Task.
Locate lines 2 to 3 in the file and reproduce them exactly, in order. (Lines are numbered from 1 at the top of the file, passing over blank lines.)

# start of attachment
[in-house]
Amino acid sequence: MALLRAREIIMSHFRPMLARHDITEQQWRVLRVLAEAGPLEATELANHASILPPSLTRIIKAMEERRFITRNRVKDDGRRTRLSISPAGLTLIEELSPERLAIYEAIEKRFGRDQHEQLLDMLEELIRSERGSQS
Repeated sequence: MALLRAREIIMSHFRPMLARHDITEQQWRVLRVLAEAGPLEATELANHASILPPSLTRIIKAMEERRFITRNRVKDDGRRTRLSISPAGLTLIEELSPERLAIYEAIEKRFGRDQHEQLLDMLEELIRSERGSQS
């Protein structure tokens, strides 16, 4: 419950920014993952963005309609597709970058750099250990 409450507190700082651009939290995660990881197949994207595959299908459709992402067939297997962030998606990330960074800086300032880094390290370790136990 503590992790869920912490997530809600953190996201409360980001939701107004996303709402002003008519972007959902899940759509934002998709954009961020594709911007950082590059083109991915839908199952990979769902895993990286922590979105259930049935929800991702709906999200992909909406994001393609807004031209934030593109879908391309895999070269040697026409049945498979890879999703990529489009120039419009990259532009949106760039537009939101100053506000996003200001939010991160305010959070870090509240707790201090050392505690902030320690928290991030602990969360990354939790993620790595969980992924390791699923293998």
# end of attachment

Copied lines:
Amino acid sequence: MALLRAREIIMSHFRPMLARHDITEQQWRVLRVLAEAGPLEATELANHASILPPSLTRIIKAMEERRFITRNRVKDDGRRTRLSISPAGLTLIEELSPERLAIYEAIEKRFGRDQHEQLLDMLEELIRSERGSQS
Repeated sequence: MALLRAREIIMSHFRPMLARHDITEQQWRVLRVLAEAGPLEATELANHASILPPSLTRIIKAMEERRFITRNRVKDDGRRTRLSISPAGLTLIEELSPERLAIYEAIEKRFGRDQHEQLLDMLEELIRSERGSQS